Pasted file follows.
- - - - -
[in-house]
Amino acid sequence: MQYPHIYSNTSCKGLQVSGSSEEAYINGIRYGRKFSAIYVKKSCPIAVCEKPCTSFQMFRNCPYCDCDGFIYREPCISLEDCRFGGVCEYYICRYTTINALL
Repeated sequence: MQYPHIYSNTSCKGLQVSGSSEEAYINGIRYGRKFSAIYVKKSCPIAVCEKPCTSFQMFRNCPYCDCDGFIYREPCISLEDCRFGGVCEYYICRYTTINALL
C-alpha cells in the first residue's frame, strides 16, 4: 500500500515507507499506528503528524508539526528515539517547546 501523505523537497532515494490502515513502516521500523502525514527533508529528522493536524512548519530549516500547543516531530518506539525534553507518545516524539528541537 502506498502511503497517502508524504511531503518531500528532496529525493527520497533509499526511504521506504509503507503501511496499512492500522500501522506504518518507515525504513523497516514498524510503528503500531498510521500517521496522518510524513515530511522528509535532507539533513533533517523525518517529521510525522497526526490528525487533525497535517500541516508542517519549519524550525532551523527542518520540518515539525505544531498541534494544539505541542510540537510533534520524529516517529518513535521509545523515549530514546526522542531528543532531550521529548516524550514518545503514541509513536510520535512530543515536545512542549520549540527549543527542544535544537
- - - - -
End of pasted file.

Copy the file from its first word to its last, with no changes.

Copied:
[in-house]
Amino acid sequence: MQYPHIYSNTSCKGLQVSGSSEEAYINGIRYGRKFSAIYVKKSCPIAVCEKPCTSFQMFRNCPYCDCDGFIYREPCISLEDCRFGGVCEYYICRYTTINALL
Repeated sequence: MQYPHIYSNTSCKGLQVSGSSEEAYINGIRYGRKFSAIYVKKSCPIAVCEKPCTSFQMFRNCPYCDCDGFIYREPCISLEDCRFGGVCEYYICRYTTINALL
C-alpha cells in the first residue's frame, strides 16, 4: 500500500515507507499506528503528524508539526528515539517547546 501523505523537497532515494490502515513502516521500523502525514527533508529528522493536524512548519530549516500547543516531530518506539525534553507518545516524539528541537 502506498502511503497517502508524504511531503518531500528532496529525493527520497533509499526511504521506504509503507503501511496499512492500522500501522506504518518507515525504513523497516514498524510503528503500531498510521500517521496522518510524513515530511522528509535532507539533513533533517523525518517529521510525522497526526490528525487533525497535517500541516508542517519549519524550525532551523527542518520540518515539525505544531498541534494544539505541542510540537510533534520524529516517529518513535521509545523515549530514546526522542531528543532531550521529548516524550514518545503514541509513536510520535512530543515536545512542549520549540527549543527542544535544537